I love snow in all its aspects, yet browsing through past holiday pictures I realized that snow has thousands of faces and meanings. From the simple joy of snowflakes to the excitement and rush of making a snow angel or a snowman; from the wonder of an icicle to the art nature instills in a frozen fence; or, simply, the unspoiled wonder the morning after a snow storm holds.
Join me in finding the different meanings that snow holds.
The weather channel announced the blizzard, so everyone was expecting it: the snowfall. It came over a few days, quietly falling, day after day. The ground has to be frozen, you see, for the snow to settle and we were holding thumbs that first day: freeze, freeze. Checking the windows every half an hour: does the tar still shows? Has a dusty layer of snow settled yet? It takes a couple of day, you know. And it starts with a skift, a light snowfall.
Then, one morning, we woke up to this:
And to some footsteps left on our windowsill:
Need I say how fast we got dressed to go outside? As fast as our endless layers of clothing allowed us, anyway. And this is what we saw:
One of snow’s thousand faces certainly is wonder! Its meaning? Live in the moment.
Let it snow… or make it snow!
I think you have to be very patient if you are a coniferous tree. And have lots of practice sitting perfectly still.
Snow angels, through their serenity and peace, do confer winter a higher, spiritual meaning. But the joy that goes into making them certainly anchor the holiday season firmly into childhood. Maybe this symbol of winter is the fine, silver thread that connect so many hearts around the world, an universal language.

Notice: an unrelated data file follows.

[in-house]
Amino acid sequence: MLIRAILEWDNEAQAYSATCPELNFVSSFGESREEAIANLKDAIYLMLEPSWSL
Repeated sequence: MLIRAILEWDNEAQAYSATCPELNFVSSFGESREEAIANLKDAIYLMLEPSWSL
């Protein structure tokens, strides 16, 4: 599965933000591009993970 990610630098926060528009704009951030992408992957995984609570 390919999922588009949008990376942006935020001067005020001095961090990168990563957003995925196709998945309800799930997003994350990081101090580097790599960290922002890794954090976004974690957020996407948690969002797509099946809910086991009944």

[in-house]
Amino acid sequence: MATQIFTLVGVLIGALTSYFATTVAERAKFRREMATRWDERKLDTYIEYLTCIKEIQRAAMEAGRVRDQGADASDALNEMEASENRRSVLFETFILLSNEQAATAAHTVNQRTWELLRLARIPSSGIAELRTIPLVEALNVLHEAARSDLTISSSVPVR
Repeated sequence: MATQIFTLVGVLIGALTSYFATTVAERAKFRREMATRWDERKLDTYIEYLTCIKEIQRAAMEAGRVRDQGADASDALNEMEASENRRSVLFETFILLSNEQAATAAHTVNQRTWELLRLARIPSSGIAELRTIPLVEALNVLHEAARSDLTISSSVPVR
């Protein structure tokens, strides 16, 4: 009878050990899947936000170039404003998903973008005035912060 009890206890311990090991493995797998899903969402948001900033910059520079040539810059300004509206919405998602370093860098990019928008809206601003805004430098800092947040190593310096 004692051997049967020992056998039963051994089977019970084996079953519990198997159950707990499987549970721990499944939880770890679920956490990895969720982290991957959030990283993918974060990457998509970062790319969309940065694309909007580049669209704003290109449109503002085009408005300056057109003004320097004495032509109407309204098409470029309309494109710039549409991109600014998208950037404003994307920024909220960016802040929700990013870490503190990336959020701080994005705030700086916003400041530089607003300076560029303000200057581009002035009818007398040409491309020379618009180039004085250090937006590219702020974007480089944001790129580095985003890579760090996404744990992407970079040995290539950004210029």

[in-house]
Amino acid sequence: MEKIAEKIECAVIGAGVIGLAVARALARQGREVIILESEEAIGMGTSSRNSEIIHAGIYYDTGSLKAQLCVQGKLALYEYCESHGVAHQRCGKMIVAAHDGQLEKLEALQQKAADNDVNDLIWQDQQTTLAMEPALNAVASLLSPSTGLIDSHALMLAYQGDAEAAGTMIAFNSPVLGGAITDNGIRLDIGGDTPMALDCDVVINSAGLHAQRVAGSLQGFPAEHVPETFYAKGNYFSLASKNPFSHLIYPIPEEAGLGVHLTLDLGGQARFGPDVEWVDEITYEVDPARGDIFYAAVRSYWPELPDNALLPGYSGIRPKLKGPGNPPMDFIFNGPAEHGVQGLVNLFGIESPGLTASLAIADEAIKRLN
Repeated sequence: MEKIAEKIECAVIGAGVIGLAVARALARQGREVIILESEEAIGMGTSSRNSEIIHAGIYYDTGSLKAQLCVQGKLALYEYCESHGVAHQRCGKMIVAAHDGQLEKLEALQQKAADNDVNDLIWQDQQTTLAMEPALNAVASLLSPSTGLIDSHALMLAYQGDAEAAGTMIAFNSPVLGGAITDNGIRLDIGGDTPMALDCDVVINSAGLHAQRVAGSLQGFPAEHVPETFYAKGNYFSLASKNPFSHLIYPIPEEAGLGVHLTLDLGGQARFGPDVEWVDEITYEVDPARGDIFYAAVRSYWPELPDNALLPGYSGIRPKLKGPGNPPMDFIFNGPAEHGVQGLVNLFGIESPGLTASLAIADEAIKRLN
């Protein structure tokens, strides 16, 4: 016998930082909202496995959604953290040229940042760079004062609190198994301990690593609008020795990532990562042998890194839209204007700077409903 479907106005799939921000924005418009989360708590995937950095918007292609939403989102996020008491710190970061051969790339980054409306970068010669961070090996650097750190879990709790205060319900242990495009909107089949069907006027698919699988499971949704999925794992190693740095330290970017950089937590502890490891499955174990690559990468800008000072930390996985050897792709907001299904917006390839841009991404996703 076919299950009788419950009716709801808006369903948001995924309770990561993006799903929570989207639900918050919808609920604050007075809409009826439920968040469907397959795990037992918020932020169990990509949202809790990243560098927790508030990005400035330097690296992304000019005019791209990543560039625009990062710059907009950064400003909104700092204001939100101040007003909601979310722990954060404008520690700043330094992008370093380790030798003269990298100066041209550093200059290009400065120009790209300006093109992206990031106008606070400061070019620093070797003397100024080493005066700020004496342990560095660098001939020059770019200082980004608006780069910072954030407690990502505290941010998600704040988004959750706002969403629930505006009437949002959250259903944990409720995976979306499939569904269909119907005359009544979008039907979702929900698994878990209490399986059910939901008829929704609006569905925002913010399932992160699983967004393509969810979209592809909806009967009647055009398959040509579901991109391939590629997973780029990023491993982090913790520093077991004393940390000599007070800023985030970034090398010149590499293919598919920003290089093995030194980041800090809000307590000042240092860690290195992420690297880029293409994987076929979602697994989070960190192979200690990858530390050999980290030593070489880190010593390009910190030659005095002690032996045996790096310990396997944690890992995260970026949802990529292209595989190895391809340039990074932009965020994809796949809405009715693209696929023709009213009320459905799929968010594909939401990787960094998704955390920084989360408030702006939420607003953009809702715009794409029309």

And snowmen! Yet you need a certain type of snow to built one, it has to warm up a little, so the snow will release some heat that, in turn, will bound the snowflakes together and help them hold their shape.
Then the onding, the heavy snow, returned. That’s a massive snowfall, but not big enough to be qualified as a blizzard. An onding is a regionalism used in Scotland and Northern England since the middle of the 18th century.
And a day later we walked to the shops…
The snow was THAT big:
Brave us, we traveled to Sighisoara by train, through snow. This will be a story on its own, but for now this is what we saw: grue, thin, floating ice:
Here is a first glimpse at Sighisoara, the amazing medieval city built along Târnava Mare River:
I have ambivalent feelings for the snow and ice clinging to a fence. It can be art, like this spiraled fence capped with snow:
Or this glowing, frozen chicken wire fence:
Yet this barbed wire frozen in winter makes me wince:
I leave you with this: as spiky as a barbed wire, as graceful as a ice-skater’s blades, the icicle is wonder and physics combined:
Winter’s artful magic wand.
For more winter poems and haiku: